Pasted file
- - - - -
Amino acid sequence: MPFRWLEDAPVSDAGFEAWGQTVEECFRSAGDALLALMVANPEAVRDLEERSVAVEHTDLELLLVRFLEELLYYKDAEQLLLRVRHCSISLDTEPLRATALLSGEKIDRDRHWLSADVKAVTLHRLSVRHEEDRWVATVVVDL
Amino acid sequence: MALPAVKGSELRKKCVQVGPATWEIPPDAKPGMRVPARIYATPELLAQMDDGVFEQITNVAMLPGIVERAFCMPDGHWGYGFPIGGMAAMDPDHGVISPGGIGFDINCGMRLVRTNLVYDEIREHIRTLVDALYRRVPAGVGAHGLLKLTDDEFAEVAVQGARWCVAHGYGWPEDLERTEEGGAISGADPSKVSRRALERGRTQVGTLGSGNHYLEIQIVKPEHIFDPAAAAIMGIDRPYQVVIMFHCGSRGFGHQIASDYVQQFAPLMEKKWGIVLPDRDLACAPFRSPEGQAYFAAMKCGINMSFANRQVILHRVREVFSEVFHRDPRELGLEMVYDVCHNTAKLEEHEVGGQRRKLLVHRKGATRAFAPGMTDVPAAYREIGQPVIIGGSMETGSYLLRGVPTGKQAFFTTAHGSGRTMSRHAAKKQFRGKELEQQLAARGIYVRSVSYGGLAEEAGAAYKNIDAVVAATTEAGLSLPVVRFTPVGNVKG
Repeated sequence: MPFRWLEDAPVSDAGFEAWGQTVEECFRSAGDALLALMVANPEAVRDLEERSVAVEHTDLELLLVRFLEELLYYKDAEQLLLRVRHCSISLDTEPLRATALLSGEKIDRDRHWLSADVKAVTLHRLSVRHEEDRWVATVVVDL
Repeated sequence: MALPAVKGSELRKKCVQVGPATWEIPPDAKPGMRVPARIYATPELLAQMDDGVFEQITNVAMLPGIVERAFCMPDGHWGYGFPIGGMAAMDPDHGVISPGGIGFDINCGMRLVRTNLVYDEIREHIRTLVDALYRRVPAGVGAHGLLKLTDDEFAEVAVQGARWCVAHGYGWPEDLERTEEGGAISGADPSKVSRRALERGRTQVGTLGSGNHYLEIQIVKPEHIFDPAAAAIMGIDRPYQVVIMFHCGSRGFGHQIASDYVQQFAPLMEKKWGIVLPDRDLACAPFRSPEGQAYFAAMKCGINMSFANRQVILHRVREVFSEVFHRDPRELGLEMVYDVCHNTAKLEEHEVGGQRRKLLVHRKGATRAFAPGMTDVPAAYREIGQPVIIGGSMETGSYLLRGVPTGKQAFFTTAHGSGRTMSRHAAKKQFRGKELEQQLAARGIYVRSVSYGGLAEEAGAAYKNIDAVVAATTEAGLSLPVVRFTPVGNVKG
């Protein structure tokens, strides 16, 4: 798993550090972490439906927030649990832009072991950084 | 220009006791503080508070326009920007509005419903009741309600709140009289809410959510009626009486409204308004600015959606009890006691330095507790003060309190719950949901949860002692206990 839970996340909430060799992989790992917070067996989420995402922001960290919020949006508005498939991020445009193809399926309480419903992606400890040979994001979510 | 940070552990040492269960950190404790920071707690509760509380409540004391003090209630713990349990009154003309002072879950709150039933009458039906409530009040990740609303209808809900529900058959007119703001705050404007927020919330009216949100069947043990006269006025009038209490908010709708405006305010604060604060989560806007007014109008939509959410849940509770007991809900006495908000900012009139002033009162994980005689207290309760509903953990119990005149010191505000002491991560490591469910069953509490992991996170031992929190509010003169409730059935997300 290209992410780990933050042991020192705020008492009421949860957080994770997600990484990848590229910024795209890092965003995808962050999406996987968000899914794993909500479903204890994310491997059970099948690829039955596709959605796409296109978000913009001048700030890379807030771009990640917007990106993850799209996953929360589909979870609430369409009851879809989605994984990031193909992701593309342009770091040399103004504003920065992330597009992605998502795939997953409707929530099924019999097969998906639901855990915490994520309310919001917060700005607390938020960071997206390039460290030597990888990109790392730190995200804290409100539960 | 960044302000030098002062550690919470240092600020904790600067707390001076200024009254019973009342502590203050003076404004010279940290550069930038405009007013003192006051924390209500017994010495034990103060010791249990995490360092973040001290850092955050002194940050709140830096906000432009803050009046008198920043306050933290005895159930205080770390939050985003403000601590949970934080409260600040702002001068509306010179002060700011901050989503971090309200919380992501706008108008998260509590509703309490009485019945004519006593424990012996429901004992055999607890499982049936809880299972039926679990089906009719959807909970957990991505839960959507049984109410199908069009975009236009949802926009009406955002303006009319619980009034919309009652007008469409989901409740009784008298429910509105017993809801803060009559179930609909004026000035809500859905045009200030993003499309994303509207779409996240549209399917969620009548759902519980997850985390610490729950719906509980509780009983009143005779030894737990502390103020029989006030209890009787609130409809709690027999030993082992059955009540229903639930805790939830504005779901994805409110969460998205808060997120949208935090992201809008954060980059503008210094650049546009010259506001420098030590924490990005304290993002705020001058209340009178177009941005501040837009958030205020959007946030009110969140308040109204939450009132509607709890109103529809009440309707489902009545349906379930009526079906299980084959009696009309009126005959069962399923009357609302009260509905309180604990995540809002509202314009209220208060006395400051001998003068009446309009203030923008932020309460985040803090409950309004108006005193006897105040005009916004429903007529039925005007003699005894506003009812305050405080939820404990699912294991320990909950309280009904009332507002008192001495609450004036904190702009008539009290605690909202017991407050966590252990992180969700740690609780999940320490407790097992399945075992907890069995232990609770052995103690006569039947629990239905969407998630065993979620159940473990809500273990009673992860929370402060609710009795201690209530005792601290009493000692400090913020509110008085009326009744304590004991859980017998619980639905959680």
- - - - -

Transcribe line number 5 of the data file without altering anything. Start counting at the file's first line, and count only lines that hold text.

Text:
């Protein structure tokens, strides 16, 4: 798993550090972490439906927030649990832009072991950084 | 220009006791503080508070326009920007509005419903009741309600709140009289809410959510009626009486409204308004600015959606009890006691330095507790003060309190719950949901949860002692206990 839970996340909430060799992989790992917070067996989420995402922001960290919020949006508005498939991020445009193809399926309480419903992606400890040979994001979510 | 940070552990040492269960950190404790920071707690509760509380409540004391003090209630713990349990009154003309002072879950709150039933009458039906409530009040990740609303209808809900529900058959007119703001705050404007927020919330009216949100069947043990006269006025009038209490908010709708405006305010604060604060989560806007007014109008939509959410849940509770007991809900006495908000900012009139002033009162994980005689207290309760509903953990119990005149010191505000002491991560490591469910069953509490992991996170031992929190509010003169409730059935997300 290209992410780990933050042991020192705020008492009421949860957080994770997600990484990848590229910024795209890092965003995808962050999406996987968000899914794993909500479903204890994310491997059970099948690829039955596709959605796409296109978000913009001048700030890379807030771009990640917007990106993850799209996953929360589909979870609430369409009851879809989605994984990031193909992701593309342009770091040399103004504003920065992330597009992605998502795939997953409707929530099924019999097969998906639901855990915490994520309310919001917060700005607390938020960071997206390039460290030597990888990109790392730190995200804290409100539960 | 960044302000030098002062550690919470240092600020904790600067707390001076200024009254019973009342502590203050003076404004010279940290550069930038405009007013003192006051924390209500017994010495034990103060010791249990995490360092973040001290850092955050002194940050709140830096906000432009803050009046008198920043306050933290005895159930205080770390939050985003403000601590949970934080409260600040702002001068509306010179002060700011901050989503971090309200919380992501706008108008998260509590509703309490009485019945004519006593424990012996429901004992055999607890499982049936809880299972039926679990089906009719959807909970957990991505839960959507049984109410199908069009975009236009949802926009009406955002303006009319619980009034919309009652007008469409989901409740009784008298429910509105017993809801803060009559179930609909004026000035809500859905045009200030993003499309994303509207779409996240549209399917969620009548759902519980997850985390610490729950719906509980509780009983009143005779030894737990502390103020029989006030209890009787609130409809709690027999030993082992059955009540229903639930805790939830504005779901994805409110969460998205808060997120949208935090992201809008954060980059503008210094650049546009010259506001420098030590924490990005304290993002705020001058209340009178177009941005501040837009958030205020959007946030009110969140308040109204939450009132509607709890109103529809009440309707489902009545349906379930009526079906299980084959009696009309009126005959069962399923009357609302009260509905309180604990995540809002509202314009209220208060006395400051001998003068009446309009203030923008932020309460985040803090409950309004108006005193006897105040005009916004429903007529039925005007003699005894506003009812305050405080939820404990699912294991320990909950309280009904009332507002008192001495609450004036904190702009008539009290605690909202017991407050966590252990992180969700740690609780999940320490407790097992399945075992907890069995232990609770052995103690006569039947629990239905969407998630065993979620159940473990809500273990009673992860929370402060609710009795201690209530005792601290009493000692400090913020509110008085009326009744304590004991859980017998619980639905959680």